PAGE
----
by Samantha Donat:
For my family and me, hiking and backpacking are the bread and butter of our lives. On Christmas morning you’ll find us climbing Windy Hill. Over long weekends we’ll be camped out in Yosemite National Park. It’s an understatement to say that I can set up a tent in record time. Considering all this, I think it’s safe to say that hiking, camping and the like fall into what most people would call my “comfort zone.” They are areas that I’m familiar with, that I feel at ease with. So, when my parents informed us that we would spend two weeks of the summer exploring Zion National Park in Utah, I shrugged in approval, knowing that the trip would be nothing out of the ordinary. Or so I thought.
On the third day of our trip to Zion, we buckled up in harnesses to go “canyoneering”—a sport almost like the opposite of rock climbing, where instead of climbing up rock walls, you rappel down them with only the assistance of a “belayer” below you. We hiked deep into a narrow canyon in order to reach the 14 different cliffs we would be rappelling down, each one ranging between 15 and 120 feet. After the eighth rappel the sky began to darken with angry clouds, and the temperature dropped noticeably. The canyon walls on both sides of us towered overhead, so that only a small sliver of gray sky was visible. The distance between the walls was at most a mere 15 feet.
As we continued onward, a steady rain began to fall, and a small trickle of water began to follow us over each rappel. Our guide’s eyes began to show a sense of urgency: Zion National Park is infamously known for its flash floods, and a narrow canyon is the last place you want to be when one strikes. As my dad began the descent over the ninth rappel, that small trickle suddenly turned into a gush
The rappel behind us was now hidden behind a 100-foot thundering waterfall. As our guide yelled over the edge to warn my dad of the coming water, my mom, my two brothers and I sought what little refuge we could find on a small patch of dry ground, barely big enough for the five of us. We were forced to wait there for 30 minutes and watch as the flood inched farther and farther up the dry ground, eventually forcing our sodden backs against the canyon wall.
[pullquote]”As I watched the water creep closer to my feet, the possibility of being swept over the next 85-foot rappel became very real to me.”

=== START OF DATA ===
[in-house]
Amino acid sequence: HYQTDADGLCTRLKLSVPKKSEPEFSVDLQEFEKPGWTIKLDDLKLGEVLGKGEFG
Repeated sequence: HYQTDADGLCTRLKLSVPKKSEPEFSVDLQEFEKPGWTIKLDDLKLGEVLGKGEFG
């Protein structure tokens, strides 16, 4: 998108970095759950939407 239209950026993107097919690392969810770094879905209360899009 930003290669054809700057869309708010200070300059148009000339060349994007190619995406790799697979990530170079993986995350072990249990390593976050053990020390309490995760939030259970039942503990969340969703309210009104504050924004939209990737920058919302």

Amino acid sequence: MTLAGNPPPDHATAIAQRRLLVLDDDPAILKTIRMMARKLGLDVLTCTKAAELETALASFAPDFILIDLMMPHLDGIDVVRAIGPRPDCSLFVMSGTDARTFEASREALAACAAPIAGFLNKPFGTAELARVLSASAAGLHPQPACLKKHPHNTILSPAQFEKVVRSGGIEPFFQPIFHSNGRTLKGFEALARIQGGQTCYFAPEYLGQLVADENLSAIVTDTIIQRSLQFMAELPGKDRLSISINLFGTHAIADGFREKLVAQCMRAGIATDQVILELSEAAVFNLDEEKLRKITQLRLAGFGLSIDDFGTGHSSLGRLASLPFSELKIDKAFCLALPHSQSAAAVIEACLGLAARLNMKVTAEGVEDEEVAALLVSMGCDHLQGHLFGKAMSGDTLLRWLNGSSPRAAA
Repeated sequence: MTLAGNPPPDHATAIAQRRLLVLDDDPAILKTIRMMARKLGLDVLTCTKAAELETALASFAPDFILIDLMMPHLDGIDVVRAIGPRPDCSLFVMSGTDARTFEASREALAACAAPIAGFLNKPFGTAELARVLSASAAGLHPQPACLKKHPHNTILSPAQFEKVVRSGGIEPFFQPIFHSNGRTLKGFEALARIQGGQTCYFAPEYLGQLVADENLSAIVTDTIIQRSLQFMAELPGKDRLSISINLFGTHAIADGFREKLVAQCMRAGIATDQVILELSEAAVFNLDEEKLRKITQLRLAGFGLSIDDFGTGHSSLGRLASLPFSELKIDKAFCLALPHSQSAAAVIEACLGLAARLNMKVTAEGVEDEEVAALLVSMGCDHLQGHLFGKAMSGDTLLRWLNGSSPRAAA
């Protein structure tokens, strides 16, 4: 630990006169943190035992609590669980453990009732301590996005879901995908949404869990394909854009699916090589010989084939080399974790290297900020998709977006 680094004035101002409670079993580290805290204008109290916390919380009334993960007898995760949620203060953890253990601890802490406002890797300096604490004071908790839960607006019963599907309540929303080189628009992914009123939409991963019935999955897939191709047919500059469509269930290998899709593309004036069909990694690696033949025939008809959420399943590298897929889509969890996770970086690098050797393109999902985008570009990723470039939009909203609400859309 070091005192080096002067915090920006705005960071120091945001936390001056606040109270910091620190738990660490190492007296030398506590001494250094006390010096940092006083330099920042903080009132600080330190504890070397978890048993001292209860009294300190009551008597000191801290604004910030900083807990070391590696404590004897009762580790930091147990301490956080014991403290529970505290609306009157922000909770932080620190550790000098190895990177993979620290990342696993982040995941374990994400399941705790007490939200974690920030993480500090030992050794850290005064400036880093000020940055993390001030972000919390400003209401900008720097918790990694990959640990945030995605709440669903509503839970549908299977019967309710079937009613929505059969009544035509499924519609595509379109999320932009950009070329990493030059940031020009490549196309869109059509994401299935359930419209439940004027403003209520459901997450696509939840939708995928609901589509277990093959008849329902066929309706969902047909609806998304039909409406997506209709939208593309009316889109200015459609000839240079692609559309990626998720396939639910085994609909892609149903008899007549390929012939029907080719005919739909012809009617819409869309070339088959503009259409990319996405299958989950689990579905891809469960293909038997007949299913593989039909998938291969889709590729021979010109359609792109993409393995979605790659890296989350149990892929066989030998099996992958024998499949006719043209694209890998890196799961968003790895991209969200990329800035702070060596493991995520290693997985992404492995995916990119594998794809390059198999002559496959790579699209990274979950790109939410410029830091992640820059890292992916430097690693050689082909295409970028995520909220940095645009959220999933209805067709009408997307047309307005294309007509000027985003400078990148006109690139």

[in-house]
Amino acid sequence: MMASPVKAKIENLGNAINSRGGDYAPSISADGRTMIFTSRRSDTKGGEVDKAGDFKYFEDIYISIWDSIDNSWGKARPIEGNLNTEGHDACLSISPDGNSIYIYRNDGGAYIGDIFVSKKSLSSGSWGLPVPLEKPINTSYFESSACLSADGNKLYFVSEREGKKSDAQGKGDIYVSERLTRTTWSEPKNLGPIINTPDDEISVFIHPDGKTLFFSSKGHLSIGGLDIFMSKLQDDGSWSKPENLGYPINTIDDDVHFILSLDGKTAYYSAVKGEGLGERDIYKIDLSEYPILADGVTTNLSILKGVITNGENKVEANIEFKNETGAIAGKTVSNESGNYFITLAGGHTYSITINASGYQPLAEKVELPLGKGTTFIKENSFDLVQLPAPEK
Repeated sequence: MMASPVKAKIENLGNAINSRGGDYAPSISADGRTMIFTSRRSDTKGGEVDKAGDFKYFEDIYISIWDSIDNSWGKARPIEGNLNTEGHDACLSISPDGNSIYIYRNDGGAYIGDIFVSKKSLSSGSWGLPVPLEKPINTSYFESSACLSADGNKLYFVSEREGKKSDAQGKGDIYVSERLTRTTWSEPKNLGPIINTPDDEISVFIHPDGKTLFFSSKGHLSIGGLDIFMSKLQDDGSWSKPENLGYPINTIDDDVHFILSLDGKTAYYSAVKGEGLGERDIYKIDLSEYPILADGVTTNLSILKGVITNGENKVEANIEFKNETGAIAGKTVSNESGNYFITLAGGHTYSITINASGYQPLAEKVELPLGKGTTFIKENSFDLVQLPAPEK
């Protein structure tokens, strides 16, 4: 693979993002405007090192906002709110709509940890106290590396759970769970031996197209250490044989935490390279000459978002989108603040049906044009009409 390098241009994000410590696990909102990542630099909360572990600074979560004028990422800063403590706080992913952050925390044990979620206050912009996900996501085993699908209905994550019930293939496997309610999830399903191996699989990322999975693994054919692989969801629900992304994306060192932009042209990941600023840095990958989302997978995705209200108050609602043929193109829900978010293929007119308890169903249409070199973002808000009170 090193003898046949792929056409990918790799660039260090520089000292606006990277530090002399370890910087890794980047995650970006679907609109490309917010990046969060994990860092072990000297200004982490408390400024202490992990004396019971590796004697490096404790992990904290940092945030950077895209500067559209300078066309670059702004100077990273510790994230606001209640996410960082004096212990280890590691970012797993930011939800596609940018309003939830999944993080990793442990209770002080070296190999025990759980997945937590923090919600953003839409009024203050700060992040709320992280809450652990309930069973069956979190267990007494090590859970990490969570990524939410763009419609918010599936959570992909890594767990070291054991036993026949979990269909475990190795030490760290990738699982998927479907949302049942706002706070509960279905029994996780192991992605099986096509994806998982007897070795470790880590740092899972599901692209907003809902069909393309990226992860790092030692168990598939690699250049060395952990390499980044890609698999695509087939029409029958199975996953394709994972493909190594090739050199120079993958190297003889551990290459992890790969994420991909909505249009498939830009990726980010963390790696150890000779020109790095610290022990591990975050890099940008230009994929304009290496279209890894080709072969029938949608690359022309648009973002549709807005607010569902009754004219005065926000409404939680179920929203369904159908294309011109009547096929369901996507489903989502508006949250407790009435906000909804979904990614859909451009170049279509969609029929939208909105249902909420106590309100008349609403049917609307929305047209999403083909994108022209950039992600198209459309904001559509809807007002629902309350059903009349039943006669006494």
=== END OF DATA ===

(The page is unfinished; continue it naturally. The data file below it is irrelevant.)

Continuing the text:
As I watched the water creep closer to my feet, the possibility of being swept over the next 85-foot rappel became very real to me. I suddenly realized how utterly terrified I was. My hands were shaking; my heart was pounding; my senses were on high alert. I had been in dangerous situations before, but never anything life-threatening like this. I had never felt so nervous before while being in the wilderness—I wasn’t used to this sense of uncertainty. This wasn’t right. I was officially out of my comfort zone, and I didn’t like it one bit.
Thankfully, after two more strenuous hours of rappelling, hiking, and at some points, swimming, my family and I made it out intact, save for a few cuts and bruises. A week later, I found myself back at home on an ordinary day, when, like a brick wall, it hit me: I had gotten more than just a good “what did you do over the summer?” story out of my experience. I had also learned the importance of popping the bubble of security that we so often take refuge in.
In our society, we fall into daily routines and habits. We often shudder at the thought of stepping out of our comfort zone. Why? Because it makes us feel insecure, uncertain, uncomfortable—feelings we have been taught to avoid at all costs. But it has occurred to me that by avoiding these feelings, we are playing it safe. We aren’t taking risks, we aren’t trying new things, we aren’t stepping out of our comfort zone. And we’re limiting our possibilities in doing so; we’re missing out on some of life’s greatest opportunities.
I’m not saying that you need to go find a flash flood in order to step out of your comfort zone. All you need is even just a slight deviation from the norm in order to make your heart pound a little faster. As the wise words of a Baz Luhrmann song say: “Do one thing everyday that scares you.” Each time you do so, a new door of opportunity is opened for you, and I guarantee that you won’t regret walking through it.